Vegas' Mystery Sex Blog
A Sin City prostitute is posting her sexploits on Twitter and her blog. Richard Abowitz talks to the anonymous woman who's inspired a city-wide guessing game.
Here’s what we can reveal about The Las Vegas Courtesan: She is about to turn 29, but looks a few years younger. She is almost five-foot-nine, and her shoulder-length blond hair frames an unlined, oval face. She wears little makeup, her eyebrows are groomed, and her bust has not been cosmetically enhanced. Above all, she does not stand out—a strategic decision when much of Vegas would like to figure out who you are.
As the anonymous author of The Las Vegas Courtesan, “Cali,” as she’s told me I can call her, has chronicled the sex-for-cash scene in America’s prostitution capital since November 2006. For years, she blogged to a core audience of cult followers. But recently, her profile has been elevated by an active Twitter account, and requests from producers from brand-name media outlets are beginning to show up in her inbox.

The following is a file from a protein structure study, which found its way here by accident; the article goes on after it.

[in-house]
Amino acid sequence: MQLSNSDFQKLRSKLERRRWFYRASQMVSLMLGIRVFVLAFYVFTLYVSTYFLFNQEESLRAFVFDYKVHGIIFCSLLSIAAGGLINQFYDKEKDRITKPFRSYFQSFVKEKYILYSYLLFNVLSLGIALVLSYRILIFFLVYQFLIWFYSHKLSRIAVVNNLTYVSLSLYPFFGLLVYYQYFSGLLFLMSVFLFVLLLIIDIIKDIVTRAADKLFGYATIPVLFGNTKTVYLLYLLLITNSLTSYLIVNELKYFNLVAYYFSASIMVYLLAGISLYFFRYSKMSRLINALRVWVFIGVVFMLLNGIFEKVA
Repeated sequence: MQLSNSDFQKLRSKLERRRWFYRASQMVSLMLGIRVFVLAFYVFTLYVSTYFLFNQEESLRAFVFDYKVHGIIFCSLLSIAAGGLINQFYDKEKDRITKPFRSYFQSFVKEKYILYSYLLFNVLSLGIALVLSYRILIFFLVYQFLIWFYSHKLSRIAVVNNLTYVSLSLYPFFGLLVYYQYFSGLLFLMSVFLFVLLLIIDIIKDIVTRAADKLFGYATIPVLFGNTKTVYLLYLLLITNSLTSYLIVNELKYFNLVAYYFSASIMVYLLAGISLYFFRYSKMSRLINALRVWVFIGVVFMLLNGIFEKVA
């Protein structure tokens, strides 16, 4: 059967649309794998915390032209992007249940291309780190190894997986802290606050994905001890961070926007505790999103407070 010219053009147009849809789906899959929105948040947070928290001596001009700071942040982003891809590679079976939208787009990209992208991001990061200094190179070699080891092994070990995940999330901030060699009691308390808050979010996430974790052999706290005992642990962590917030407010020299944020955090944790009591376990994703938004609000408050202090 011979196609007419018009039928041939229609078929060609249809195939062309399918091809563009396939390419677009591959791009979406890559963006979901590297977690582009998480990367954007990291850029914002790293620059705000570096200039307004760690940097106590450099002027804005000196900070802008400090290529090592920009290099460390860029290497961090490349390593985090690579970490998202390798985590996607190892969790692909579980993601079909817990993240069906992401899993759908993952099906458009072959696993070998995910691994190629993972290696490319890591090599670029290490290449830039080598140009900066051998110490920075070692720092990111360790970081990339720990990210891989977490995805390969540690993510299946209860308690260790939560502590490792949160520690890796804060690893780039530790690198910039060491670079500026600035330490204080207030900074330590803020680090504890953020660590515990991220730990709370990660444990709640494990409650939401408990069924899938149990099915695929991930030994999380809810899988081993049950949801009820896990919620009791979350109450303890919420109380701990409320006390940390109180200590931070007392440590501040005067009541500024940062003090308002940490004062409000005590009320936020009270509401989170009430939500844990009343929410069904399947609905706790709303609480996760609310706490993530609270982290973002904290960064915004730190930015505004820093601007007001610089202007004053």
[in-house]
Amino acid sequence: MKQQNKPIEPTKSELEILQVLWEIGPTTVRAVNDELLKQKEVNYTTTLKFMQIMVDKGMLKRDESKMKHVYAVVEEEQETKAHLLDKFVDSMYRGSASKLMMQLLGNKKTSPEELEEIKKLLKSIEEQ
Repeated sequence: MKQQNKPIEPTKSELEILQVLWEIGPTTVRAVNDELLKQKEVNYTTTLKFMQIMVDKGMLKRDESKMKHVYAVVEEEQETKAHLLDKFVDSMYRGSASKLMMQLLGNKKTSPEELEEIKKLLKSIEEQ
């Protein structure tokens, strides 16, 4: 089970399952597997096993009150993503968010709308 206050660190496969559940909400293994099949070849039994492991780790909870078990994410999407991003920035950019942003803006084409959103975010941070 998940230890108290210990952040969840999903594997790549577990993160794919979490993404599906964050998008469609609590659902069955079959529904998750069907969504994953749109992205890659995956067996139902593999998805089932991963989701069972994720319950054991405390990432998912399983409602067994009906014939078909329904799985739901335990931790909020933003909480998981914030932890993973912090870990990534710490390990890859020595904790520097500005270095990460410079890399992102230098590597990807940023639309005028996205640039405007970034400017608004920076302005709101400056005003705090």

“I read her blog to find out what escorts are up to with trying to trick security,” says one casino security manager, though he admits, “I also think her Tweets are funny.”
“Twitter turned out to be perfect for me,” she says, eating low-carb cheesecake at a restaurant across from the Green Valley Ranch Resort. “The notable snippets of my life catch people’s attention. I find out what they are interested in knowing about and then do a blog item if something on Twitter gets a lot of response.”